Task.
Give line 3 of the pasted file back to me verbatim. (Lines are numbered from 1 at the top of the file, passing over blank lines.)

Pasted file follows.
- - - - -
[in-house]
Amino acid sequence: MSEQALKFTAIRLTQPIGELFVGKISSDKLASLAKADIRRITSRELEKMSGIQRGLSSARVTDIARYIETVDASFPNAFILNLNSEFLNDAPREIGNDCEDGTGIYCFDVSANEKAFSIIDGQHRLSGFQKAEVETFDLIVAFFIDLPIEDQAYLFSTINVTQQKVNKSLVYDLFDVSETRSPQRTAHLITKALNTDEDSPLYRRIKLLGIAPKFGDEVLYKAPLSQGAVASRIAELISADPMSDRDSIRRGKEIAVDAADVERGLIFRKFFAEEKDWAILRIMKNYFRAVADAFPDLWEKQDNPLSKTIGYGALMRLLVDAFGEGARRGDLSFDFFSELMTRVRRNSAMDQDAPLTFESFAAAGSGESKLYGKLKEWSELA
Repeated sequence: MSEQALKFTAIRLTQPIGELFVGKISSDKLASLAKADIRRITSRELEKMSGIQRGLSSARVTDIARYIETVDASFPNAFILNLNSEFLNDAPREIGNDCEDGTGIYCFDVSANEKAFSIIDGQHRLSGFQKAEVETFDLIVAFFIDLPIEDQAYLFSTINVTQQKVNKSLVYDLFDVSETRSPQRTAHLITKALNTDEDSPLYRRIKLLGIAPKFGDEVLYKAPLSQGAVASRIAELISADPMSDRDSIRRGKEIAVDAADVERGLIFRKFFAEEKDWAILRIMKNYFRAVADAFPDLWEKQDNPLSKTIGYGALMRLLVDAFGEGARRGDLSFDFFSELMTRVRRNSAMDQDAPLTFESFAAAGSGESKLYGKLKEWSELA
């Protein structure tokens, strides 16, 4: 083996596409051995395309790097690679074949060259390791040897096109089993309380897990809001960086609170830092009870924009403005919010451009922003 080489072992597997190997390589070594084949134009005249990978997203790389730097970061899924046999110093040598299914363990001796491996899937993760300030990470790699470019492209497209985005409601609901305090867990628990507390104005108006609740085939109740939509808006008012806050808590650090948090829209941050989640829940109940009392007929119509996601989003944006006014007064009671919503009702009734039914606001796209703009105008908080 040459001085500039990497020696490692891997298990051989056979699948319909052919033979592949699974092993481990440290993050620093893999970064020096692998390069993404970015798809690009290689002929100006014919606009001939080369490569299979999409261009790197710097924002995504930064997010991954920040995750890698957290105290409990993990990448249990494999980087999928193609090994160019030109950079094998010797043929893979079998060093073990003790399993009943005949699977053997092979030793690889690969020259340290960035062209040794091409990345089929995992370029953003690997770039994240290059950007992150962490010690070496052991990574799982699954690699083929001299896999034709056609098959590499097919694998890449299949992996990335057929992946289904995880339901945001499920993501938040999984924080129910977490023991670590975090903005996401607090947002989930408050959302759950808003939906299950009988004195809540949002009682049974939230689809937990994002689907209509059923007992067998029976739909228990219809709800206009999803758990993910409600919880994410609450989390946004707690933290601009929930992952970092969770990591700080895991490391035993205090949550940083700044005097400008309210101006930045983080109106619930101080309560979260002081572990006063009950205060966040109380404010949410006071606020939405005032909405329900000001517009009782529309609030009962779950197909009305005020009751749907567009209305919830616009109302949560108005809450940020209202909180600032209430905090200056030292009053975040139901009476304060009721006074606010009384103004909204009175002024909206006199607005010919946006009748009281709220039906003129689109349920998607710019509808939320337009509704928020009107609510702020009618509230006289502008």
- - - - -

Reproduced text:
Repeated sequence: MSEQALKFTAIRLTQPIGELFVGKISSDKLASLAKADIRRITSRELEKMSGIQRGLSSARVTDIARYIETVDASFPNAFILNLNSEFLNDAPREIGNDCEDGTGIYCFDVSANEKAFSIIDGQHRLSGFQKAEVETFDLIVAFFIDLPIEDQAYLFSTINVTQQKVNKSLVYDLFDVSETRSPQRTAHLITKALNTDEDSPLYRRIKLLGIAPKFGDEVLYKAPLSQGAVASRIAELISADPMSDRDSIRRGKEIAVDAADVERGLIFRKFFAEEKDWAILRIMKNYFRAVADAFPDLWEKQDNPLSKTIGYGALMRLLVDAFGEGARRGDLSFDFFSELMTRVRRNSAMDQDAPLTFESFAAAGSGESKLYGKLKEWSELA